@Marebabe: I agree that Veruca’s lip-sync performance is completely unbelievable, but it’s more than just her over-doing it. The vocals sound so studio-engineered, so mixed and polished, there’s no way a live performance could ever sound like that. It really kills the illusion. Glee has that problem in spades.

No kidding! I hate that on shows, Buffy included, and it's really galling on Glee; I forgive it during the sequences that are obviously intending to be fantasy montages (and even those that I can convince myself to write off as such), but having the voices sound so treated really doesn't do the majority of cast members who can really sing any favors and it totally destroys suspension of disbelief. A similar peeve that just cropped up in some Buffy episode is when the live band lacks instrumentation that's on the track they're syncing to, or there's an acoustic drummer hittin' the skins to what is obviously actually a drum machine.

@Dusk (Colleen too): [T]he library cage stayed intact but the big one breaks?

We get no indication that it had broken before now, though, and Oz has apparently been using it for a while. My take was that Oz was so het up by his (basically literal) attraction to find Veruca that he had more adrenaline than usual. Purpose gives one surprising strength.

@Marebabe: or my favorite, a nice tuna colada

I had to Google that on the off-chance it wasn't a typo, and wish I hadn't.

@Marebabe: @Everyone: Since Steve/Janet Halfyard hasn’t mentioned it yet, I’ll just bring up a thing that Blam and I have briefly discussed in the comments under last week’s Buffy post. The four-note motif at the beginning of the Buffy theme is also used at the beginning of the Angel theme. It’s reworked so that it sounds very different, obviously, but it’s still the same four little notes. And I just think that’s brilliant!

Totally... While I said that it was the first three notes of the four-note intro, you're correct that it's all four but with the fourth one an octave higher.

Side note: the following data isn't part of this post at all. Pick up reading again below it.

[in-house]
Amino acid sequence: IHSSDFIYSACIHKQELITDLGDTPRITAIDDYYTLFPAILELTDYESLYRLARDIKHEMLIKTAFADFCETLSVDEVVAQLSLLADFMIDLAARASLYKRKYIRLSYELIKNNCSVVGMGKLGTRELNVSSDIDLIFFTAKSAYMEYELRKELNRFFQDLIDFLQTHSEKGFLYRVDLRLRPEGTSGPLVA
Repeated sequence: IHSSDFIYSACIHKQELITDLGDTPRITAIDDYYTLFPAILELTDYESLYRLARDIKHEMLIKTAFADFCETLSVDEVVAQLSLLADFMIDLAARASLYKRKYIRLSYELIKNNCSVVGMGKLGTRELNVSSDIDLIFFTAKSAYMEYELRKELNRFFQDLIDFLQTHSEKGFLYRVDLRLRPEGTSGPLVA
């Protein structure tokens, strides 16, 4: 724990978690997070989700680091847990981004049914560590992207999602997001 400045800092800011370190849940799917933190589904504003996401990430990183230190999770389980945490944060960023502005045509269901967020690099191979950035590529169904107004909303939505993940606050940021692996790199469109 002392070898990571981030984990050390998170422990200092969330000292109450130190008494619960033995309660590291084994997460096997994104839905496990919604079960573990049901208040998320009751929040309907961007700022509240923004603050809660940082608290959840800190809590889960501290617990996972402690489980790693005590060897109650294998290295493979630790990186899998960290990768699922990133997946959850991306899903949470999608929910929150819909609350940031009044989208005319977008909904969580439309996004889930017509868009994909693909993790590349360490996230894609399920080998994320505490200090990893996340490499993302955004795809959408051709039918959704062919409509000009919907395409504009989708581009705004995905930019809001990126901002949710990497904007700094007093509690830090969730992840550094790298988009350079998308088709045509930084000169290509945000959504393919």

@Rebecca: Lest you think I'm a total noob, I've been a Buffy fan since that first episode aired. I'm just a noob at blogs.

I was a noob at blogs a couple of years ago when I began posting here at the start of Lost Season Five, and in short order I was treated like an old friend. Comment early, comment often! [At least I have the second one of those two down.]

VW: Lytor — Planet with a Butane atmosphere.

Colleen/redeem147 said...

I just started reading The Vampire Diaries but don't watch the show. How close is the series to the books? Because they were written years before Buffy started.

Marebabe said...

@Blam: “She’d probably end up working for Bloomex.” Ha!

The term “steaky-wake” came from “A Clockwork Orange”. My husband and I liked how cute it sounded, so steaks have been steaky-wakes for us ever since the early 70s. It fits in perfectly with our philosophy that it’s fun to talk wrong. (Example: to refer to someone’s car as a Satrun, rather than a Saturn.) Anyway, I feel embarrassed about the tuna colada reference. To me, it was just more talking wrong, and Chevy Chase originated it (I thought) in the movie, “Caddyshack”. It’s not the first time I’ve learned late about pop culture stuff. Anyway, I am partial to sweet, fruity drinks, like pina coladas and strawberry daiquiris.

Blam said...

@Marebabe: I need to do a classic-movie rewatch. Lately at family dinners I've even noticed myself missing some lines from Airplane!.

VW: unlizes — Takes off one's makeup after performing in a Liza Minnelli tribute show.

Marebabe said...

@Blam: Don't call me Shirley! ;)

Blam said...

I definitely want to set my thoughts on the concurrent Angel episodes apart in case they're spoilery for anyone not up to date on that series. Do not read this comment if'n you ain't seen 'em and plan to! Do try to get caught up by next week, though, as there is some inter-series syncage...

...he wrote before "next week" became "earlier this week". @#$%!

Well, I suppose I'll still share some quick observations as yet unmade by anyone else (unless I missed something).

The client in "I Fall to Pieces" has one heck of a house to herself for somebody with a middle-class office job.

So the paralytic slows down your heart? I have no problem with vampires whose hearts pump and blood flows — it makes sense from a practical storytelling perspective — but the Slayerverse has established otherwise.

The beat cop in this episode is played by Brent Sexton, now on AMC's The Killing (or, as I call it, The Soaking Dead).

We discover in "Rm w/a Vu" that Cordy, or at least Charisma, has a tr— uh, lower-back tattoo. Jane Espenson, delightful scribe of this quirky episode, mentions in her DVD commentary that they tried to keep it hidden; if that's the case, she should've worn more shirts that actually extend down below her pants' waistline.

Although we've known since at least "The Zeppo" on Buffy that Cordelia had a pop-culture wit seemingly at odds with her superficial character (although entirely consistent with your usual Joss Whedon character skill set), it's still strange to hear in "Sense and Sensitivity" not just a Jar-Jar reference but later the line, directed at Angel and Kate, "Mr. & Mrs. Spock need to mind-meld now."

Herb Saunders! Baltimore!

VW: preashes — Delivers a sermon under the influence.

Ronald Helfrich Jnr. said...

Ms. Crowse was once married to David Mamet. She starred in his wonderful House of Games.

Ronald Helfrich Jnr. said...

Speaking of Mamet, some commentators have detected a bit of Mamet parody in season four of Buffy...